Leopoldstadt, `the city of Leopold`, named this way after Leopold I, Holy Roman Emperor and King of Hungary, Croatia, and Bohemia, who reigned over these lands in the seventeenth century, is the second district of Vienna. It is located in the center of the metropolis, and it has a population about the size of an average town (e.g. around 103.000 people). In interwar years, Leopoldstadt was home to an important number of the Jewish population (e.g. almost 40% of its population were Jews). Earlier massive settlement of Jews dates the seventeenth century, but the most significant wave of immigration happened in the time of the Austrian-Hungarian Monarchy when Jews of the eastern lands of the Monarchy like Galicia came here. The Jews of Leopoldstadt were periodically persecuted by authorities or by the local population, yet, they managed to transform Leopoldstadt in a microcosm of Jewish life, abounding of synagogues (almost all synagogues of Vienna were located here), yeshivas, but also of restaurants, cafes, tailor workshops, and bookshops. The annexation of Austria in 1938 by the Nazi regime destroyed the Jewish life of Leopoldstadt. For one thing, none of the existing synagogues survived. The big majority of the Jews were deported and murdered in camps like those of Treblinka, Izbica, Theresienstadt, and many others. One of the most telling traces of these tragedies is a memorial plaque located on the wall of a building on Malzgasse at no. 16. The building belonged to the former school for little girls of Dr. Krüger Heims and to the Orthodox Jewish School for Girls, Bet Jakob. During the Nazi dictatorship, it served as a camp from which ten of thousands of Jews, men, women, children, were sent to the death camps of the Reich.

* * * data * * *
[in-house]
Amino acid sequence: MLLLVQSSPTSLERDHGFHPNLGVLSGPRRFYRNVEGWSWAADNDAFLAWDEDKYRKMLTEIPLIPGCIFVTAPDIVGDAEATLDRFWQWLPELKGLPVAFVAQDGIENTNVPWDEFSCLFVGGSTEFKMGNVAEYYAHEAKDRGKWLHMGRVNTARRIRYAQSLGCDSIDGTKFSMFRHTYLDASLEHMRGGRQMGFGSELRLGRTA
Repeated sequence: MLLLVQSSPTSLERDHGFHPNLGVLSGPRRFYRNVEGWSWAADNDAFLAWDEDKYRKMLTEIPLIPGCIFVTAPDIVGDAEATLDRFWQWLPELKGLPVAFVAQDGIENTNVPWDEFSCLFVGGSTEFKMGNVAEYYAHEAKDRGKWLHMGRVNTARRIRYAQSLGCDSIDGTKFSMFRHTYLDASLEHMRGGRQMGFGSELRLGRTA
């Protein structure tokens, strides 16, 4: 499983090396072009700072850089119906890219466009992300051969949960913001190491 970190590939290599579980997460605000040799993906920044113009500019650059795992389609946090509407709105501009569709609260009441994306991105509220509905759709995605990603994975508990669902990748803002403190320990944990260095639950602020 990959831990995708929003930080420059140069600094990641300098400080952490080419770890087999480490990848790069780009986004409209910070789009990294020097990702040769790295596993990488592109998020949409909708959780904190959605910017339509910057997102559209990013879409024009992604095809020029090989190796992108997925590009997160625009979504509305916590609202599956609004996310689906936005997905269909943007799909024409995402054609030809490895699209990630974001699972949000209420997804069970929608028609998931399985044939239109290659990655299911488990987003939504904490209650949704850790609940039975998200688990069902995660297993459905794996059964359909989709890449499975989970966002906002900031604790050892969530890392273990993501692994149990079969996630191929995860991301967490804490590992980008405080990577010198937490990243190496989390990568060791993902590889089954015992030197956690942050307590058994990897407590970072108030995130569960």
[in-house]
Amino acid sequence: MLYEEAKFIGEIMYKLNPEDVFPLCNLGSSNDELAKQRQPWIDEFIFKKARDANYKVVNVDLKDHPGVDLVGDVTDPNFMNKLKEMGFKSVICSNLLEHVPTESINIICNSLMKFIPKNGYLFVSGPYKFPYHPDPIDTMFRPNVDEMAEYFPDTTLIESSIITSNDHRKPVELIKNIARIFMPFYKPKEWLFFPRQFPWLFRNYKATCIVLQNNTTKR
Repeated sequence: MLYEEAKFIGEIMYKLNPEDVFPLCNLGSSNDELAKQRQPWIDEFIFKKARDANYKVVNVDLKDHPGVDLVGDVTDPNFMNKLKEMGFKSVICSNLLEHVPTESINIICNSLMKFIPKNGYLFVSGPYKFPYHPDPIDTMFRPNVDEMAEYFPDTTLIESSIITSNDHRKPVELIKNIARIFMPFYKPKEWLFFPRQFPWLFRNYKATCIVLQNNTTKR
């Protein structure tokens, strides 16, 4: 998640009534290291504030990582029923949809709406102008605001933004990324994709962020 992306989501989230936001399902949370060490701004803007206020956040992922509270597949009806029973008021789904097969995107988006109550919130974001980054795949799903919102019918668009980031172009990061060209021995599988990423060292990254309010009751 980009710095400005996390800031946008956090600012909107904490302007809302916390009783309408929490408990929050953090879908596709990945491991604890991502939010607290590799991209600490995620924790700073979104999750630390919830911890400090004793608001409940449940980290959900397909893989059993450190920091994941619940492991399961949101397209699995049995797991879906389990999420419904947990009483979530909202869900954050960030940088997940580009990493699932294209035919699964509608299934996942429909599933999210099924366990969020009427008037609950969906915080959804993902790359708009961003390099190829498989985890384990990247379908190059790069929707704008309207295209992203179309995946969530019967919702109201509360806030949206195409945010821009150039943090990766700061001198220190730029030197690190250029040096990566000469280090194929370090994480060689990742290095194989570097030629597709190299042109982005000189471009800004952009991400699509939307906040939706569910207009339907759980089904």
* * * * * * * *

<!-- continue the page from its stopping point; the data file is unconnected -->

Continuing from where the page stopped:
Yet, today, Jewish life flourishes once more here just the way it flourished in the  Austrian Monarchy following the persecutions of the seventeenth century. As you walk around, apart from memorial plaques, you’ll see small Hassidic boys running errands on behalf of their parents, kosher food restaurants, and even real mezuzahs (i.e. not the traces of the old ones).   

Always enjoy a walk throughout Leopoldstadt, from the Danube to Augarten Park, and rest for a while in the Karmelitenmarkt. Furthermore, be on the watch for all sorts of signs around you: books, food, houses, workshops, services, and above all, the spirit of long gone people. 

2 thoughts on “A Walk in Leopoldstadt, Vienna: Jewish Traces, Jewish Life

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